Instead of squashing a large number of shortish plants into a small container, go for a large, wide one. If it is deeper than you need, place an upturned pot in the center to save potting mix. Fill the gap with gravel or crocks.
Pour in the potting mix, then arrange the plants in their pots to check the display from all sides. Place those with trailing growth at the edge where the stems will spill over the rim, and the tall, upright ones in the center.
Soak all your plants before planting. Start in the center, working out to the rim. This ensures that you have enough space to plant your dominant plant without snapping off the stems and buds of the shorter ones around the edge.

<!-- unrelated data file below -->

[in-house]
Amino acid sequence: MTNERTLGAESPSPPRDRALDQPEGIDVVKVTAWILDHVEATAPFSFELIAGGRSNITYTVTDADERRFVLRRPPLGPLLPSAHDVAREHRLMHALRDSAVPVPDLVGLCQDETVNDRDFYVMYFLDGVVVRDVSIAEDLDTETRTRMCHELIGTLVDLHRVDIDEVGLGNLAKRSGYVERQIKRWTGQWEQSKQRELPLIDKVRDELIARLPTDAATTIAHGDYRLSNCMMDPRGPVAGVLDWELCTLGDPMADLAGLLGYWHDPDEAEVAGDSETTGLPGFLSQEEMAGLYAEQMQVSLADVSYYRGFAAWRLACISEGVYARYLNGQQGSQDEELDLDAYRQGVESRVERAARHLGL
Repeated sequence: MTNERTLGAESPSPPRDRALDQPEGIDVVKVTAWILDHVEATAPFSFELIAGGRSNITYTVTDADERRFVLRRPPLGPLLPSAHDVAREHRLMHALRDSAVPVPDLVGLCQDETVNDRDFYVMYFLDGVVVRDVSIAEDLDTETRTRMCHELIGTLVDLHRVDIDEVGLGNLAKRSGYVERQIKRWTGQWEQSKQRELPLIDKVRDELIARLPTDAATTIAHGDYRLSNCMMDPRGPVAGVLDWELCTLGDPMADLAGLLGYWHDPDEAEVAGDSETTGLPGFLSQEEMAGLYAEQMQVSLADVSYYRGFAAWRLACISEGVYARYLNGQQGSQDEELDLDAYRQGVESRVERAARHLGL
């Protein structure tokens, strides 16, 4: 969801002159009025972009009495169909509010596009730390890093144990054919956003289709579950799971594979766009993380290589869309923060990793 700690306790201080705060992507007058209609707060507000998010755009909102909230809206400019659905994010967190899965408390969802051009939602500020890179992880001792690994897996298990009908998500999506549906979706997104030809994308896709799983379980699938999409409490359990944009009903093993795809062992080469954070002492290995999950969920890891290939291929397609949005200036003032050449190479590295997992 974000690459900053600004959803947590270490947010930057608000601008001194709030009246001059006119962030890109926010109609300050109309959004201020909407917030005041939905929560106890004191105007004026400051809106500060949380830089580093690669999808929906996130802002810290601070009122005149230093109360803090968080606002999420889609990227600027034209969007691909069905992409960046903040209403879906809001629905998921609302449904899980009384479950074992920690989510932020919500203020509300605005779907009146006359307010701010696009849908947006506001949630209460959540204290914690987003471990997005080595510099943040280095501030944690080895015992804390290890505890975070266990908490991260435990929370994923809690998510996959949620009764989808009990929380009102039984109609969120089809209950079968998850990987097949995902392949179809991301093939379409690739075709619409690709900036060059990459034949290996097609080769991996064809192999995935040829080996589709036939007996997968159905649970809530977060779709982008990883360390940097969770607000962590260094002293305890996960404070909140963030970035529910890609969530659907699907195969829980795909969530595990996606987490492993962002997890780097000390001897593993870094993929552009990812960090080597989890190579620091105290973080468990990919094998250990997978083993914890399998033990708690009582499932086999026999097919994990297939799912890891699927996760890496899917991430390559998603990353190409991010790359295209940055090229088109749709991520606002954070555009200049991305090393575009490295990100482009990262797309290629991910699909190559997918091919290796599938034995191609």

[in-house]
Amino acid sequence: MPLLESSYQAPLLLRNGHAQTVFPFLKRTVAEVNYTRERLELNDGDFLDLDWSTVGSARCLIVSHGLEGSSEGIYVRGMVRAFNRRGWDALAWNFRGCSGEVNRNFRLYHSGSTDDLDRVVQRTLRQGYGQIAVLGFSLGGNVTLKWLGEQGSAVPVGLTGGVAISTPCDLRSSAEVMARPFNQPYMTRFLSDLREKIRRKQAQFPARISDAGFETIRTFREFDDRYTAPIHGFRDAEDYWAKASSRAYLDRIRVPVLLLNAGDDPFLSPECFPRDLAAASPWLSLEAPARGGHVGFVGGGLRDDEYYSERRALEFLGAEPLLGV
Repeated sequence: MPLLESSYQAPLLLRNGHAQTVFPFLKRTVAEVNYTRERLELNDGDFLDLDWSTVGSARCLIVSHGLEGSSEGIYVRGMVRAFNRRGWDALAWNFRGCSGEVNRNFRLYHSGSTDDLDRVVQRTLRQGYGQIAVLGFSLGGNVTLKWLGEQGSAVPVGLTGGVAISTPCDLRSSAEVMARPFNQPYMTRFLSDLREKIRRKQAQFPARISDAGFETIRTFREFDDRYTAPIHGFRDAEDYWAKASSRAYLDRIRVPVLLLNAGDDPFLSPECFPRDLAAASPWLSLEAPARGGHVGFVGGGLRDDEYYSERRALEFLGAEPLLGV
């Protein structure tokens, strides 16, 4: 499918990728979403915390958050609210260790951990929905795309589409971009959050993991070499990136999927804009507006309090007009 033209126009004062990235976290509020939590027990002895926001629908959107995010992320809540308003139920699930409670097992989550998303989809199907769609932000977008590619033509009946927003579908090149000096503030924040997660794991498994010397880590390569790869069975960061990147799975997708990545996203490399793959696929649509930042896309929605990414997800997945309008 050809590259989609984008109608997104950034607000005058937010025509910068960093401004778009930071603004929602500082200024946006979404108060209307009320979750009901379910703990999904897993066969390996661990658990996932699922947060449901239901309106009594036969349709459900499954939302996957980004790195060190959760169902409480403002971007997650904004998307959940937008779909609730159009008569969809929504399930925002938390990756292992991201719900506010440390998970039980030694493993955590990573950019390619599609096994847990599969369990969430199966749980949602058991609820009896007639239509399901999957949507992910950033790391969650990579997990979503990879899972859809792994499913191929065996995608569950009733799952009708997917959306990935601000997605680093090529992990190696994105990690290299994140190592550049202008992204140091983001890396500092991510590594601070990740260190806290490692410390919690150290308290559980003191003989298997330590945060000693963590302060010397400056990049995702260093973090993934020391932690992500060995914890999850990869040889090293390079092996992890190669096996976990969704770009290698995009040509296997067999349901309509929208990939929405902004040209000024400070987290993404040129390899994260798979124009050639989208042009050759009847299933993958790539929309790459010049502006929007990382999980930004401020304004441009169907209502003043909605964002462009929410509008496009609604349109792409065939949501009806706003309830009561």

Put in the outer plants, making sure they have room to spread. Finally, give the pot a good soaking with an upturned rose spray. Turn the pot daily so that the plants do not all lean one way toward the light.
0 Comments About this How To
Trees that bleed sap when cut, such as the magnolia, are best pruned in summer, when they will be more susceptible to disease but will recover more quickly.